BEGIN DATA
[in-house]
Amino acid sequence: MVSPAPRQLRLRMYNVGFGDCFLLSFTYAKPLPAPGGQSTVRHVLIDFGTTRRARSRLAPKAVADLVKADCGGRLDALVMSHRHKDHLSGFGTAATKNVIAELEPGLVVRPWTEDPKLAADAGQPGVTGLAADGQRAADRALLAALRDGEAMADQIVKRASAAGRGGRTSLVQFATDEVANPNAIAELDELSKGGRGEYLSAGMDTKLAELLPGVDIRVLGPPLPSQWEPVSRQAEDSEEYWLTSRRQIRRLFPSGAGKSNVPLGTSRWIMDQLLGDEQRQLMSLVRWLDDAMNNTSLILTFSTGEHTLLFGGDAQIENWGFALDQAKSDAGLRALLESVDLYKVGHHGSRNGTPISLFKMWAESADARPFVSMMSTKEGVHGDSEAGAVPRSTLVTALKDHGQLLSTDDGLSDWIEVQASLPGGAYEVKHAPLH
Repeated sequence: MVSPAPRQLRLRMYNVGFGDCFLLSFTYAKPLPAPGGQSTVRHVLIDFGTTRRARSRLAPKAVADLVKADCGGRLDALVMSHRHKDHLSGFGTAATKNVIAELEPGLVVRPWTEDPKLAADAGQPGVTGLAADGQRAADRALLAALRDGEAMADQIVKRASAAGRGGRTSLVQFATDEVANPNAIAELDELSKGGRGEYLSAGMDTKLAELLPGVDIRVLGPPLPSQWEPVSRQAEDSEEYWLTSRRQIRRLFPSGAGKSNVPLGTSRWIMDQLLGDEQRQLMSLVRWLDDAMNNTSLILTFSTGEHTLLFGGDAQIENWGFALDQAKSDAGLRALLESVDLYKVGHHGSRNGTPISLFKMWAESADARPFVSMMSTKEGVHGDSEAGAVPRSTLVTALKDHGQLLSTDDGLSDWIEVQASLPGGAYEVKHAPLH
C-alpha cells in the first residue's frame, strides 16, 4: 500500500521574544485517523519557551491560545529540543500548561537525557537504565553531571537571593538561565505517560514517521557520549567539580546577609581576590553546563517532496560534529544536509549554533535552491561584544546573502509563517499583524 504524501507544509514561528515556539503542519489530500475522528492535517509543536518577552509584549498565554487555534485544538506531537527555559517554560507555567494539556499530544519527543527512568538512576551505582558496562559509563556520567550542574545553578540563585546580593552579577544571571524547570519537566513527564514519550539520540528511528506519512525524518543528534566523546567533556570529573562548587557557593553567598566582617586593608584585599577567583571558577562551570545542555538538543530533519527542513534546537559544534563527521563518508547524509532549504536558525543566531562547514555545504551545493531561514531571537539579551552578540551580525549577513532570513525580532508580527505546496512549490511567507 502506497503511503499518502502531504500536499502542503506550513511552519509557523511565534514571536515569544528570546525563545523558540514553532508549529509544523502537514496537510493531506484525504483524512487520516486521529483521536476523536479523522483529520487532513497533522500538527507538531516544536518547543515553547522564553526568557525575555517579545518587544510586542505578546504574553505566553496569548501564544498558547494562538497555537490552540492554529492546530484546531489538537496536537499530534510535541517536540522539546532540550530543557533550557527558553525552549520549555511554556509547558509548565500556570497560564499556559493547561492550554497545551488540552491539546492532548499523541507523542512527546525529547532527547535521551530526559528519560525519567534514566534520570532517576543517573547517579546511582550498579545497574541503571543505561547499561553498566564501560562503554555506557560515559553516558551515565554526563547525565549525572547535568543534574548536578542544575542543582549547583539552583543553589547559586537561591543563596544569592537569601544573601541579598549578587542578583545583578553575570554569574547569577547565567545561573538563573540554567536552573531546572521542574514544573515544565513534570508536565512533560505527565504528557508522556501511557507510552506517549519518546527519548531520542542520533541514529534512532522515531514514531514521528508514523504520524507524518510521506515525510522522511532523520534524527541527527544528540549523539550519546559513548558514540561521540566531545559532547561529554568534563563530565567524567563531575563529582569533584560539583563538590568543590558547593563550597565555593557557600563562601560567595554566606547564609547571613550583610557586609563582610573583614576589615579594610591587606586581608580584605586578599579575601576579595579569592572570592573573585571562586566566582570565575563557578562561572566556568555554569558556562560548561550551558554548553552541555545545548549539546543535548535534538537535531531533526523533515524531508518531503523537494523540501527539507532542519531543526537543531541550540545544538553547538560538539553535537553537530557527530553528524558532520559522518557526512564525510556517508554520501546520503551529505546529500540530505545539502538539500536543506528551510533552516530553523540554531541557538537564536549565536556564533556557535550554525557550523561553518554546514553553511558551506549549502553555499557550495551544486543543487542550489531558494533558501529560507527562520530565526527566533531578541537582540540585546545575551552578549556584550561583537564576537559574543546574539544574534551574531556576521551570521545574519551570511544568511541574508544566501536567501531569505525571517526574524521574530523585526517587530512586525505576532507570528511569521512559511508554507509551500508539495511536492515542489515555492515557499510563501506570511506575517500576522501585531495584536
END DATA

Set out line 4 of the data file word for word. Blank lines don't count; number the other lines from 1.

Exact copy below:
C-alpha cells in the first residue's frame, strides 16, 4: 500500500521574544485517523519557551491560545529540543500548561537525557537504565553531571537571593538561565505517560514517521557520549567539580546577609581576590553546563517532496560534529544536509549554533535552491561584544546573502509563517499583524 504524501507544509514561528515556539503542519489530500475522528492535517509543536518577552509584549498565554487555534485544538506531537527555559517554560507555567494539556499530544519527543527512568538512576551505582558496562559509563556520567550542574545553578540563585546580593552579577544571571524547570519537566513527564514519550539520540528511528506519512525524518543528534566523546567533556570529573562548587557557593553567598566582617586593608584585599577567583571558577562551570545542555538538543530533519527542513534546537559544534563527521563518508547524509532549504536558525543566531562547514555545504551545493531561514531571537539579551552578540551580525549577513532570513525580532508580527505546496512549490511567507 502506497503511503499518502502531504500536499502542503506550513511552519509557523511565534514571536515569544528570546525563545523558540514553532508549529509544523502537514496537510493531506484525504483524512487520516486521529483521536476523536479523522483529520487532513497533522500538527507538531516544536518547543515553547522564553526568557525575555517579545518587544510586542505578546504574553505566553496569548501564544498558547494562538497555537490552540492554529492546530484546531489538537496536537499530534510535541517536540522539546532540550530543557533550557527558553525552549520549555511554556509547558509548565500556570497560564499556559493547561492550554497545551488540552491539546492532548499523541507523542512527546525529547532527547535521551530526559528519560525519567534514566534520570532517576543517573547517579546511582550498579545497574541503571543505561547499561553498566564501560562503554555506557560515559553516558551515565554526563547525565549525572547535568543534574548536578542544575542543582549547583539552583543553589547559586537561591543563596544569592537569601544573601541579598549578587542578583545583578553575570554569574547569577547565567545561573538563573540554567536552573531546572521542574514544573515544565513534570508536565512533560505527565504528557508522556501511557507510552506517549519518546527519548531520542542520533541514529534512532522515531514514531514521528508514523504520524507524518510521506515525510522522511532523520534524527541527527544528540549523539550519546559513548558514540561521540566531545559532547561529554568534563563530565567524567563531575563529582569533584560539583563538590568543590558547593563550597565555593557557600563562601560567595554566606547564609547571613550583610557586609563582610573583614576589615579594610591587606586581608580584605586578599579575601576579595579569592572570592573573585571562586566566582570565575563557578562561572566556568555554569558556562560548561550551558554548553552541555545545548549539546543535548535534538537535531531533526523533515524531508518531503523537494523540501527539507532542519531543526537543531541550540545544538553547538560538539553535537553537530557527530553528524558532520559522518557526512564525510556517508554520501546520503551529505546529500540530505545539502538539500536543506528551510533552516530553523540554531541557538537564536549565536556564533556557535550554525557550523561553518554546514553553511558551506549549502553555499557550495551544486543543487542550489531558494533558501529560507527562520530565526527566533531578541537582540540585546545575551552578549556584550561583537564576537559574543546574539544574534551574531556576521551570521545574519551570511544568511541574508544566501536567501531569505525571517526574524521574530523585526517587530512586525505576532507570528511569521512559511508554507509551500508539495511536492515542489515555492515557499510563501506570511506575517500576522501585531495584536